Vote ‘Yes’ for fair dental insurance.”


Written by Louis Rizoli

Committee To Protect Public Access To Quality Dental Care


  “This question will increase costs for Massachusetts families and employers — a 38 percent premium increase in one recent independent study — and could result in thousands of people losing access to dental care. With consumer prices soaring, we don’t need a new regulation that will increase costs and decrease choice.

   There is no law like this ballot question anywhere in the nation. The Massachusetts Legislature actually repealed a similar law in 2011 because it proved overly burdensome and provided no real benefits for consumers. Federal lawmakers excluded it from Obamacare, and a special commission in Massachusetts reviewed and rejected a similar provision. Further, the state already requires reporting from dental plans.”


   ALLOW CITIES AND TOWNS TO COLLECT CONDO FEES ACCUMULATED DURING FORECLOSURE PROCESS (H 3022) – The House gave initial approval to a bill that applies to cities and towns which have put a tax lien on a condominium property for the owner’s failure to pay property taxes. The measure allows cities and towns to collect, at the time of the foreclosure sale, any condo fees owed to the condo association, during the foreclosure process. Under current law, the city or town can collect only the back taxes but not the condo fees.

   Sponsor Rep. Brian Murray (D-Milford) recounted a case in which several commercial condos in Milford were placed into tax title because of failure of the owners to pay taxes. He said it took six years until the property finally went to foreclosure, auction and sale. Following the sale, the condo association successfully sued the town for the back condo fees and the town had to pay $60,000 out of its pocket because under current law, it was precluded from recovering the condo fees in the foreclosure and auction process.

   “I filed this bill to prevent such an occurrence from happening in the future, by providing a municipality the right to recover these [condo fee] costs as an addition to the tax title account and part of the terms of eventual redemption,” said Rep. Murray. “The bill seeks equity for cities and towns to be able to recover all known costs in situations where foreclosures of condominiums, which can take a great deal of time that translates into expense, become necessary due to the failure to pay real estate taxes.”

  ELECTION LAWS BILLS SENT TO A STUDY COMMITTEE – Several bills affecting the state’s elections laws were sent to a study committee where bills are rarely actually studied and are essentially defeated. It is a way to kill a proposal without holding a vote on the bill itself. Here are some of the election law bills that were sent off to a study committee:

   MAKE IT ILLEGAL TO PAY SOMEONE TO ATTEND TOWN MEETING (S 467) – Makes it a crime to bribe someone to attend or not to attend their local town meeting and imposes up to a 1-year prison sentence on violators. Current law makes it illegal to pay someone to vote at an election but does not apply to town meetings.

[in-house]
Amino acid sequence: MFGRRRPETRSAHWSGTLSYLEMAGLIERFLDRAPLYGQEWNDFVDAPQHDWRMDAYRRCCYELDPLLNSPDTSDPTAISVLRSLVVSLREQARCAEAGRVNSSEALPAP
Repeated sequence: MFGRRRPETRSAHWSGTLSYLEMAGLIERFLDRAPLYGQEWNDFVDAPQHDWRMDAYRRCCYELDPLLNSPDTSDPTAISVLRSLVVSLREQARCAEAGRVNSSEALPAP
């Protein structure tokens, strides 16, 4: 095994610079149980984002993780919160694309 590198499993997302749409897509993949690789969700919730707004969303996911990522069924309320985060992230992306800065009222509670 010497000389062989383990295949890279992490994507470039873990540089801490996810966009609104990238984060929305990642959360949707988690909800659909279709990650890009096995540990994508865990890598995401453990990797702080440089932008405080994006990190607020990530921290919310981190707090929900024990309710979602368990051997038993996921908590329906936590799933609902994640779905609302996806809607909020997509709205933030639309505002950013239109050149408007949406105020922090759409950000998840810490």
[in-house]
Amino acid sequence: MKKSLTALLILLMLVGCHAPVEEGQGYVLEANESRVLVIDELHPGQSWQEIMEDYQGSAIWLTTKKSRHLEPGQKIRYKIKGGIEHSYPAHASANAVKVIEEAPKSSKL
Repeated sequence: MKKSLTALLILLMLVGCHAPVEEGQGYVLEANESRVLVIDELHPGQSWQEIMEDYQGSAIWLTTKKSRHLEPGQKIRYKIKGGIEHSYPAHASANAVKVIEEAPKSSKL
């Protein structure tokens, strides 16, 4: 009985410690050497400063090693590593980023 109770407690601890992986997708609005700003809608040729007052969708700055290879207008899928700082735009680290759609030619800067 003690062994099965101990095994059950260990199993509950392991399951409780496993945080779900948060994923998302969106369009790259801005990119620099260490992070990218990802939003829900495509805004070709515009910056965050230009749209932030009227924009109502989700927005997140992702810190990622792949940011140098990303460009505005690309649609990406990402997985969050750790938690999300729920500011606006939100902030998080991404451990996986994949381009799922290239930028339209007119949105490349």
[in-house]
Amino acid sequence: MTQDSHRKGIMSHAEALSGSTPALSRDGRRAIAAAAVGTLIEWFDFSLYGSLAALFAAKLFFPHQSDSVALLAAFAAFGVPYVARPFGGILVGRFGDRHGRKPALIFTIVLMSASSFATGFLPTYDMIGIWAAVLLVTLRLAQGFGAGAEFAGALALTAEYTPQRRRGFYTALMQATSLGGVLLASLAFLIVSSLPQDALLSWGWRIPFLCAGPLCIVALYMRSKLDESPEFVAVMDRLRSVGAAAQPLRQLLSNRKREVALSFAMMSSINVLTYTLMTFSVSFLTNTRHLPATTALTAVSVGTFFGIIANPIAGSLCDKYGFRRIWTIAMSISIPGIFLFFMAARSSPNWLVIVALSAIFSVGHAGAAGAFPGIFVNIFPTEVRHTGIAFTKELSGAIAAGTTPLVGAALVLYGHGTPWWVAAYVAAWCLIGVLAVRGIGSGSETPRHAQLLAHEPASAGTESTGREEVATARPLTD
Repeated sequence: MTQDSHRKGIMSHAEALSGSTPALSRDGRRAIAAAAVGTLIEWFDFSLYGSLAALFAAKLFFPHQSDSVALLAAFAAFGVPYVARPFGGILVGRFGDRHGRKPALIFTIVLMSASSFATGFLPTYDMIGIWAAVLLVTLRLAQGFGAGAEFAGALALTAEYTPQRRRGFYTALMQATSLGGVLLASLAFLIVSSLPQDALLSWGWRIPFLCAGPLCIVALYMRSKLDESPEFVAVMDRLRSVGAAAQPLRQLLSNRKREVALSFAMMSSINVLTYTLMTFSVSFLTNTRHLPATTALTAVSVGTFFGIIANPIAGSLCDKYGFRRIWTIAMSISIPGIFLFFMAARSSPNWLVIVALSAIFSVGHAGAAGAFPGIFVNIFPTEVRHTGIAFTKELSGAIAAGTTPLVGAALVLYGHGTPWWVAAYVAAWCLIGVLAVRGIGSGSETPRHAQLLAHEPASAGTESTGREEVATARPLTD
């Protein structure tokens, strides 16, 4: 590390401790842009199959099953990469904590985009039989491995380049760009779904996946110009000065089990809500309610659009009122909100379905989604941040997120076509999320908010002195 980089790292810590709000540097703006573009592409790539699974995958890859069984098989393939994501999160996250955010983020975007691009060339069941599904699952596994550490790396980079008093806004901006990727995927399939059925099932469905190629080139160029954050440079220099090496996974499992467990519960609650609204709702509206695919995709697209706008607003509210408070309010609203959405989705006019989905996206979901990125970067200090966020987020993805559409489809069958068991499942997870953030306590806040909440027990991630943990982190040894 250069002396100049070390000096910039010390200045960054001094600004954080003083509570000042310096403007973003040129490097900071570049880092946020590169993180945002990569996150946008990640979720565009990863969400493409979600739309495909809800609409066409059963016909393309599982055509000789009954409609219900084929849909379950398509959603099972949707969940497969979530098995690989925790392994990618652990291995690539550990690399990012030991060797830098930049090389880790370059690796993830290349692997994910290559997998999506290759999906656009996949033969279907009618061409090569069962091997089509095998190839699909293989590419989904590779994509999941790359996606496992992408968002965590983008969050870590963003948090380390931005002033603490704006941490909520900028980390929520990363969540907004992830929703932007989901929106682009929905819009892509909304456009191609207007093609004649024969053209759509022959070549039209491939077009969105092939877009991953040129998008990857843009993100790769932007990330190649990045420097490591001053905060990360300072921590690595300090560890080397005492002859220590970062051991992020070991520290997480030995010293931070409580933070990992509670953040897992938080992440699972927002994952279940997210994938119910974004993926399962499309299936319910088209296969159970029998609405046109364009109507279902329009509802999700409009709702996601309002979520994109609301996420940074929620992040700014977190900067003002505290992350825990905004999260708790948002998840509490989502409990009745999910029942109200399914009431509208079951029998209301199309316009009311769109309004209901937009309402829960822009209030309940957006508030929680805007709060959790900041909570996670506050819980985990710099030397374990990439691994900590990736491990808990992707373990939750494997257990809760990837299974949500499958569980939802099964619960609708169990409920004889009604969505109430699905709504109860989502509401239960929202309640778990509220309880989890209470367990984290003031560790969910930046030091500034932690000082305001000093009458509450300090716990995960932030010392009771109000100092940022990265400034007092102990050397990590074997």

“For the integrity of our local government, it is crucial there be no incentive for attendance or absence at a town meeting,” said sponsor Sen. Paul Feeney (D-Foxboro). “There remains a loophole in the statute that we must work to close. [The bill] does just that by ensuring no payments, or compensation of any kind is exchanged for attendance or absence to a town meeting, similar to a prohibition on compensation in exchange for a vote at the ballot box. I will continue to support this measure in the upcoming legislative session and hope to see this oversight addressed.”

   ALLOW RESIDENTS TO REQUEST ANONYMITY ON STREET LISTINGS (S 456) – Under current law, all Massachusetts households receive in the mail and must fill out an annual street listing (census) form that includes each resident’s name, address, date of birth, occupation, veteran status and nationality, if not a citizen of the United States, in January of each year. The information is used to maintain voting and jury lists, aid in school enrollment projections and for many other things including veterans’ benefits and proof of residency for state universities.

   This bill would allow any resident of a city or town to request that his or her information from each city or town’s annual street listing not be posted publicly and not be disclosed to anyone without the person’s permission.

   Current law allows a few people, including those who are under a court order granting protection or living in a protective shelter, law enforcement and public safety personnel, to request their information be kept confidential. The bill allows anyone to request the exemption.

  “This straightforward bill would allow town clerks to refrain from making public personally identifiable information about voters if they receive a request from said voter,” said sponsor Sen. Jo Comerford (D-Northampton). “I was happy to introduce this bill on behalf of a constituent of mine. This bill will not become law this session, but I look forward to further action in this space in subsequent sessions.”

   REGULATE “PUSH POLLING” (H 821) – Would require anyone conducting a “push poll” to identify the candidate or organization for which he or she is working and inform the interviewee that the telephone call is a paid political advertisement.